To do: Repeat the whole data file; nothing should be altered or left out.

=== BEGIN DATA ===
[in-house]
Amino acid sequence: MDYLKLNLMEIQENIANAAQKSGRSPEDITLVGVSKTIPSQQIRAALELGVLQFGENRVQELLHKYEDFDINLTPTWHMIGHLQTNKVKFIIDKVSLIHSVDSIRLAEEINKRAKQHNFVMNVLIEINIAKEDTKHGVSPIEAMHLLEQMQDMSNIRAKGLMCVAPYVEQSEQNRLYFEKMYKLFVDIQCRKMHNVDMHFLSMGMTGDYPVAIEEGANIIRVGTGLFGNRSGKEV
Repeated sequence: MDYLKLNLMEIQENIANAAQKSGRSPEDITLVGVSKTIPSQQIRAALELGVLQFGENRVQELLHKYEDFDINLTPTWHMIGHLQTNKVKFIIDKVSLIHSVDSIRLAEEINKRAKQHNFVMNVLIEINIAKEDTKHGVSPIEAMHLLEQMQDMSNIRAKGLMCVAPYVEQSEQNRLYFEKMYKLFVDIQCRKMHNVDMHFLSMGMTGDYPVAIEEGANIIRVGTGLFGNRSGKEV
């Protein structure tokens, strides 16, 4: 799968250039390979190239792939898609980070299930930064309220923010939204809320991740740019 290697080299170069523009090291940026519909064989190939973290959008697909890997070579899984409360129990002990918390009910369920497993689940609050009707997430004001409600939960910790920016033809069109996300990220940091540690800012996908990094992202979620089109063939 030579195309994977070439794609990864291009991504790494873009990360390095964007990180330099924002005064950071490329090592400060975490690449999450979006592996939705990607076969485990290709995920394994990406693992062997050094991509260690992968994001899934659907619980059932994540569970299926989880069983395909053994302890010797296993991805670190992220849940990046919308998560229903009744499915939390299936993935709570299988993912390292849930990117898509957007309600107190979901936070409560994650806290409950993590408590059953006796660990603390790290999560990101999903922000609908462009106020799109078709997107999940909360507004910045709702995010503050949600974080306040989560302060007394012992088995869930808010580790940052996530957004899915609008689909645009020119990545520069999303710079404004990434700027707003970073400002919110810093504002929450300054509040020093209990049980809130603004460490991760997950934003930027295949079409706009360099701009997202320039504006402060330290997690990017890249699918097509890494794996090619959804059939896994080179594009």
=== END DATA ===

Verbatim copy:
[in-house]
Amino acid sequence: MDYLKLNLMEIQENIANAAQKSGRSPEDITLVGVSKTIPSQQIRAALELGVLQFGENRVQELLHKYEDFDINLTPTWHMIGHLQTNKVKFIIDKVSLIHSVDSIRLAEEINKRAKQHNFVMNVLIEINIAKEDTKHGVSPIEAMHLLEQMQDMSNIRAKGLMCVAPYVEQSEQNRLYFEKMYKLFVDIQCRKMHNVDMHFLSMGMTGDYPVAIEEGANIIRVGTGLFGNRSGKEV
Repeated sequence: MDYLKLNLMEIQENIANAAQKSGRSPEDITLVGVSKTIPSQQIRAALELGVLQFGENRVQELLHKYEDFDINLTPTWHMIGHLQTNKVKFIIDKVSLIHSVDSIRLAEEINKRAKQHNFVMNVLIEINIAKEDTKHGVSPIEAMHLLEQMQDMSNIRAKGLMCVAPYVEQSEQNRLYFEKMYKLFVDIQCRKMHNVDMHFLSMGMTGDYPVAIEEGANIIRVGTGLFGNRSGKEV
């Protein structure tokens, strides 16, 4: 799968250039390979190239792939898609980070299930930064309220923010939204809320991740740019 290697080299170069523009090291940026519909064989190939973290959008697909890997070579899984409360129990002990918390009910369920497993689940609050009707997430004001409600939960910790920016033809069109996300990220940091540690800012996908990094992202979620089109063939 030579195309994977070439794609990864291009991504790494873009990360390095964007990180330099924002005064950071490329090592400060975490690449999450979006592996939705990607076969485990290709995920394994990406693992062997050094991509260690992968994001899934659907619980059932994540569970299926989880069983395909053994302890010797296993991805670190992220849940990046919308998560229903009744499915939390299936993935709570299988993912390292849930990117898509957007309600107190979901936070409560994650806290409950993590408590059953006796660990603390790290999560990101999903922000609908462009106020799109078709997107999940909360507004910045709702995010503050949600974080306040989560302060007394012992088995869930808010580790940052996530957004899915609008689909645009020119990545520069999303710079404004990434700027707003970073400002919110810093504002929450300054509040020093209990049980809130603004460490991760997950934003930027295949079409706009360099701009997202320039504006402060330290997690990017890249699918097509890494794996090619959804059939896994080179594009």